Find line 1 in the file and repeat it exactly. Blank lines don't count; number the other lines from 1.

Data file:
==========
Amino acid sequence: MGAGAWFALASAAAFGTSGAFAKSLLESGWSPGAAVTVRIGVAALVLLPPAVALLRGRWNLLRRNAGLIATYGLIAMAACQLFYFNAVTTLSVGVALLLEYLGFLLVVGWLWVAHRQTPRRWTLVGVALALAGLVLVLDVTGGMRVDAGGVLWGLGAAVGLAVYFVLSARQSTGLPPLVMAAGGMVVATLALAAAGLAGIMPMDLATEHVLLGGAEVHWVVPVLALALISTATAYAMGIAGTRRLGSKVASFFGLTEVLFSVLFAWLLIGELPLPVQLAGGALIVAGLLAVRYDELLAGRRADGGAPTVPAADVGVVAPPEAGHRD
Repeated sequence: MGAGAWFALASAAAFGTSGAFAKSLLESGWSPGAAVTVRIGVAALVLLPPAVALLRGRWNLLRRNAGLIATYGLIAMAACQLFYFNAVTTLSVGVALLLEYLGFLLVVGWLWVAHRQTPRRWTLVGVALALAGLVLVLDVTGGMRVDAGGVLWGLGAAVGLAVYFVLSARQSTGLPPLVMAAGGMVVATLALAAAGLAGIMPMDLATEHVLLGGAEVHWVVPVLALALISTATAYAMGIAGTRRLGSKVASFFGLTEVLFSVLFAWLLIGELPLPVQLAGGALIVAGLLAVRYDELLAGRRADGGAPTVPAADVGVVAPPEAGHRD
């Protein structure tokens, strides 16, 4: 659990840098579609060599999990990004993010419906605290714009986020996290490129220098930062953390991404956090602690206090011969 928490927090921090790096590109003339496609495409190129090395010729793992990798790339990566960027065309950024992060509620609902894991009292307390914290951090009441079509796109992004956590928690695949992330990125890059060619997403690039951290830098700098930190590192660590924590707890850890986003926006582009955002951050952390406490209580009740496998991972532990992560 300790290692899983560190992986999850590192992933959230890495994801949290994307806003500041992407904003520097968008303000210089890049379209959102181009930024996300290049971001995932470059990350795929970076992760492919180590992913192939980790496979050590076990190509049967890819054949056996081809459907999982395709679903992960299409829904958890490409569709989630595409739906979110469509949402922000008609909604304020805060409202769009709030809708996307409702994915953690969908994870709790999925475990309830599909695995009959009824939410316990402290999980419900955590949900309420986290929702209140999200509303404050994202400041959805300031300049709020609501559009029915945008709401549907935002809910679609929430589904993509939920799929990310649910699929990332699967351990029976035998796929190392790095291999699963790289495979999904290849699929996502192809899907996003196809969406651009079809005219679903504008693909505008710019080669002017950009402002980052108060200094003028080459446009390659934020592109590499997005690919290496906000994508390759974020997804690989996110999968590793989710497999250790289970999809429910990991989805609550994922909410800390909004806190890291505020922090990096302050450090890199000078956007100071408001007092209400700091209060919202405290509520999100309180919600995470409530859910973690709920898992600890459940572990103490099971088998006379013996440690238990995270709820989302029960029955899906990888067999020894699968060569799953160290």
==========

Amino acid sequence: MGAGAWFALASAAAFGTSGAFAKSLLESGWSPGAAVTVRIGVAALVLLPPAVALLRGRWNLLRRNAGLIATYGLIAMAACQLFYFNAVTTLSVGVALLLEYLGFLLVVGWLWVAHRQTPRRWTLVGVALALAGLVLVLDVTGGMRVDAGGVLWGLGAAVGLAVYFVLSARQSTGLPPLVMAAGGMVVATLALAAAGLAGIMPMDLATEHVLLGGAEVHWVVPVLALALISTATAYAMGIAGTRRLGSKVASFFGLTEVLFSVLFAWLLIGELPLPVQLAGGALIVAGLLAVRYDELLAGRRADGGAPTVPAADVGVVAPPEAGHRD